In this example, instead of passing the value of x, we pass the address where x is stored to our function. Inside our function we use the dereference operator to manipulate the int value at the address we pass in.

    This is the foundation for a great deal of C and Objective-C. Every Objective-C object is accessed via pointers. Messages are passed using the pointer to the Object. If you need to, spend extra time working with this until it makes sense, because this is a crucial piece of C syntax.

    What you are trying to do might be more complicated, as you may need to pass an NSString or NSNumber to be displayed in your control. This is not too bad though, it's easy to get an NSNumber with an int or generate an NSString that stores a representation of an int using a format string.

    Good luck!

  3. JVene macrumors newbie

    Jul 22, 2008
    I'm going to focus on the premise behind your question, that of learning to develop software for a company while they search for a developer. I'm assuming you plan on creating simple applications for internal use, perhaps to join in with the development team formed later on.

    I don't want to discourage you with a harsh dose of reality, but I'm afraid this is going to turn out to be just that. The learning curve for C development is substantial, and a pre-requisite to development in objective-C (or C++ for that matter). It can take a person a couple of years to become proficient enough to develop applications that are stable enough for a company to actually use.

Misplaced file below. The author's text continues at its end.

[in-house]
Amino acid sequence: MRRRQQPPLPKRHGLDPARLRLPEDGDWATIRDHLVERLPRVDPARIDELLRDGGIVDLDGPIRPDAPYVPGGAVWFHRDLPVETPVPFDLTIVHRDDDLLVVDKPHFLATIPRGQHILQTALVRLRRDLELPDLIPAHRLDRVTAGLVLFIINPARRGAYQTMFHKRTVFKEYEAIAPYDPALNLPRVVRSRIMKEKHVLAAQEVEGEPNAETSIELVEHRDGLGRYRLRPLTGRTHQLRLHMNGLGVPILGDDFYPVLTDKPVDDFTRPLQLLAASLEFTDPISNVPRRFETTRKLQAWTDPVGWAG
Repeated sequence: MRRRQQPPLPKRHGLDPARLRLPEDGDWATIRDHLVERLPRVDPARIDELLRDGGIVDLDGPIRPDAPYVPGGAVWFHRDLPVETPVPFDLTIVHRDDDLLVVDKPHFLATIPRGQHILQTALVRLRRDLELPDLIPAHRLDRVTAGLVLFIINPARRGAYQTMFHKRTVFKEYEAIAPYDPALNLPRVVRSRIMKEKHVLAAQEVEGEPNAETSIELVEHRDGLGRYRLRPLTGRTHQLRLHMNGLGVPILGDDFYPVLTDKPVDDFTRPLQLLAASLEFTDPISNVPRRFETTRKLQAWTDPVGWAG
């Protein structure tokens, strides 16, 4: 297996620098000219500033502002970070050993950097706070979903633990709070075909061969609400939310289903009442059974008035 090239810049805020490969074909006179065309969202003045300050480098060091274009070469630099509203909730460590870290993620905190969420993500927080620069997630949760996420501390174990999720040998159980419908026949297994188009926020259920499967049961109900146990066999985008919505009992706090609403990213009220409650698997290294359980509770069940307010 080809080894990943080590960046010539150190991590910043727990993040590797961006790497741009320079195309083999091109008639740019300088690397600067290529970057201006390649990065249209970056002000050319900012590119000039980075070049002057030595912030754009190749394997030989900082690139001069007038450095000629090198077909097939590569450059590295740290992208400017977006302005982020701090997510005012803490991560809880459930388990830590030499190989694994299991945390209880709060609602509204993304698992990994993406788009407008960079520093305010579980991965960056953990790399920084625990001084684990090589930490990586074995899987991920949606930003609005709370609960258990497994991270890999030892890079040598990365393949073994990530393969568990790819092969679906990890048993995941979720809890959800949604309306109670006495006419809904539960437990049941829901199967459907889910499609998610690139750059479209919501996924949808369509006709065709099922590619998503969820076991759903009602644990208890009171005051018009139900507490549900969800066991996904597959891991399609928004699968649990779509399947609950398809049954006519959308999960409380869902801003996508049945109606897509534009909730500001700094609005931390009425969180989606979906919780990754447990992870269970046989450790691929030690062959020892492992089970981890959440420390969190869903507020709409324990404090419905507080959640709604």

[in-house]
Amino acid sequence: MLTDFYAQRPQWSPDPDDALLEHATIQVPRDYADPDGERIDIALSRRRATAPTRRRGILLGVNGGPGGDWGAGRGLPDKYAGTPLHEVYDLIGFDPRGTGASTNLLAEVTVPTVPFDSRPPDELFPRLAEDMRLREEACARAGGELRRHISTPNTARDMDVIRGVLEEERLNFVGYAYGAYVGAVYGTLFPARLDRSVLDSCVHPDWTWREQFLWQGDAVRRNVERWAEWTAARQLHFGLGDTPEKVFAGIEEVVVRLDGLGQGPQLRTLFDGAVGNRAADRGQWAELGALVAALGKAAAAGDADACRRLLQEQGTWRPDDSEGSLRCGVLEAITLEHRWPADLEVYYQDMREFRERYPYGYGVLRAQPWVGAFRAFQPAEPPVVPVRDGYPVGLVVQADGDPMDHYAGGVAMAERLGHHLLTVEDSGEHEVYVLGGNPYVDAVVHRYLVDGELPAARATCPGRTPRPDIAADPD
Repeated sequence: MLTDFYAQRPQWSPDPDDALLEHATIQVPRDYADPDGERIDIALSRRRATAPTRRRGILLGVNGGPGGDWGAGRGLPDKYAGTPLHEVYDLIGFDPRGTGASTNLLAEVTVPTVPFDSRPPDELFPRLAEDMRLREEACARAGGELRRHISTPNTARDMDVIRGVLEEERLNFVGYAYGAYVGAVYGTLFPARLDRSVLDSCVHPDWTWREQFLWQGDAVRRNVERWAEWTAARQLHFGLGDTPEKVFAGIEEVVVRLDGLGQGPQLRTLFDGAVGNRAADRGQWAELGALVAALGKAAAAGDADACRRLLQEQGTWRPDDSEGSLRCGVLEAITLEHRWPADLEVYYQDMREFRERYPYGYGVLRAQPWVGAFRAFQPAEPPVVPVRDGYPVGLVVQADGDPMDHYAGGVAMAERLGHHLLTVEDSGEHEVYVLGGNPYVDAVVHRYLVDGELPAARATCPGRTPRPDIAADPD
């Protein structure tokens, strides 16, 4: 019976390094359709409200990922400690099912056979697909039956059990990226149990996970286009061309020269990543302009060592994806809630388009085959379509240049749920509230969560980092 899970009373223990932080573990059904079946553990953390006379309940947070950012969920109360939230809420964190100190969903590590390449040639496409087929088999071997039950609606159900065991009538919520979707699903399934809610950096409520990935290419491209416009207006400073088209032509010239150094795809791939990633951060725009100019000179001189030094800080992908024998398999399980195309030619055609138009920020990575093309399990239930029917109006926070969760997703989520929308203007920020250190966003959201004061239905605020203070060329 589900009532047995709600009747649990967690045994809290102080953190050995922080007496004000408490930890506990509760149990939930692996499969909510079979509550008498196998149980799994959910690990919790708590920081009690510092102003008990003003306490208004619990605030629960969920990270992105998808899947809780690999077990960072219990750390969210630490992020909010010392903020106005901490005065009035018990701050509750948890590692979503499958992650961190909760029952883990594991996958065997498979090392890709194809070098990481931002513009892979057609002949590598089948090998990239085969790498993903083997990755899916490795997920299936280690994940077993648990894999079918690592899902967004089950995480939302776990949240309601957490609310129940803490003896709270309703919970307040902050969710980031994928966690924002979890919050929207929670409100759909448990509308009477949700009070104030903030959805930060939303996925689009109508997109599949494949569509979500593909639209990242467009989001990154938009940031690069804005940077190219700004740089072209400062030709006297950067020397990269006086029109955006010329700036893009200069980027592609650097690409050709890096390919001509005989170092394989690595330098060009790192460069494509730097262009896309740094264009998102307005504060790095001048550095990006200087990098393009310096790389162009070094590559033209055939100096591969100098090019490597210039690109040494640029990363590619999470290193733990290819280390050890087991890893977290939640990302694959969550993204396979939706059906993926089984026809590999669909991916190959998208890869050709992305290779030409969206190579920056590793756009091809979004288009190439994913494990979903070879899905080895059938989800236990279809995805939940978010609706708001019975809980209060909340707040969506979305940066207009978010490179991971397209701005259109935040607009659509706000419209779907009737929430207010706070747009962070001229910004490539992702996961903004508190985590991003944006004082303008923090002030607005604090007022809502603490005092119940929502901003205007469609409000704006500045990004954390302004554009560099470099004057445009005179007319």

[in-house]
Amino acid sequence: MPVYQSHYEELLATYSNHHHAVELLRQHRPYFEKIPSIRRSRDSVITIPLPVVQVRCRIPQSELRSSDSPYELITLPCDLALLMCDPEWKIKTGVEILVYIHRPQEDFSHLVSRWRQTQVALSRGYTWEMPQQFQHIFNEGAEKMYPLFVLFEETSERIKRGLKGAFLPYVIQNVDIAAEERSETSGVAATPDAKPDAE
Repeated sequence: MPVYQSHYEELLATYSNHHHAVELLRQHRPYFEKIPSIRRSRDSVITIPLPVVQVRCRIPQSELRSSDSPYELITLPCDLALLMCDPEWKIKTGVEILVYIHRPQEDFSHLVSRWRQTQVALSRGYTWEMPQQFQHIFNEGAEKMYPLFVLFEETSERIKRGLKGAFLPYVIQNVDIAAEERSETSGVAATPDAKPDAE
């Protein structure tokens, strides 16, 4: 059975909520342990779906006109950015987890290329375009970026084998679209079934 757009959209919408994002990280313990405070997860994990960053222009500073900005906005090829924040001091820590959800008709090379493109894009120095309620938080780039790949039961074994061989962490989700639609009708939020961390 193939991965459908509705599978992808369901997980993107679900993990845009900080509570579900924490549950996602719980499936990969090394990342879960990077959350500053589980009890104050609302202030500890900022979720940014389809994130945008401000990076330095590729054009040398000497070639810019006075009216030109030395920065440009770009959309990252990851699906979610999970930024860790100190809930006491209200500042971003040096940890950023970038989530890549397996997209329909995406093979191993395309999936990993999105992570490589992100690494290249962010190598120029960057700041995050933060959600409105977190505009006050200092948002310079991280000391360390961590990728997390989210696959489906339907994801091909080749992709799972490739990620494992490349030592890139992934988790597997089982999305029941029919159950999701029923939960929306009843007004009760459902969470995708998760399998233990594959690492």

XCode does provide a considerable help in this regard, but I have to provide these warnings in order to get you to consider the implications of your plan.

    In the 'old days' of C development, mistakes with pointers would often cause program crashes of the kind that looses work performed by the user, and a company can't tolerate that in daily business. In DOS (I know, hang with me), errors with pointers could be more catastrophic - the infamous example being that a simple mistake could reformat the hard disk. This was actually true. In a few cases, such errors could even destroy a CRT monitor!

    Thankfully that was never true of Unix, and not true of OSX (or older Mac OS to my knowledge). Still, you can crash the application, and even hang up the operating system (I know, I've done it myself).

    You may do better, and be more productive, to consider another language. If you were working in Windows I'd recommend C#. It's quite popular for business 'front end' programming under Windows. There is a C# compiler and runtime available for Unix/Linux, and I think Apple, but it isn't the first, most common or supported choice for Mac. Java would probably do better.

    While you're not going to make genuine Mac applications in Java, you'll be in safer territory where errors with pointers aren't a problem; the language doesn't use them. The learning curve is much less, and you'll be able to create usable applications much more quickly in Java than in objective-C.

    They'll be slower, and they won't be native Mac applications, but they'll work and perform simple objectives well enough to make you productive.
  4. kkachurak thread starter macrumors regular

    Jun 26, 2007
    Orlando, FL
    Thanks, lee1210, for taking the time to explain this to me. I'm struggling no doubt about it, and even as I work this around for the third time and try to fit it into my practice GUI, the debugger is still throwing me errors.

    But I appreciate you not trying to dissuade me. I'll give this thread a shout if I have any additional questions related to my increment function.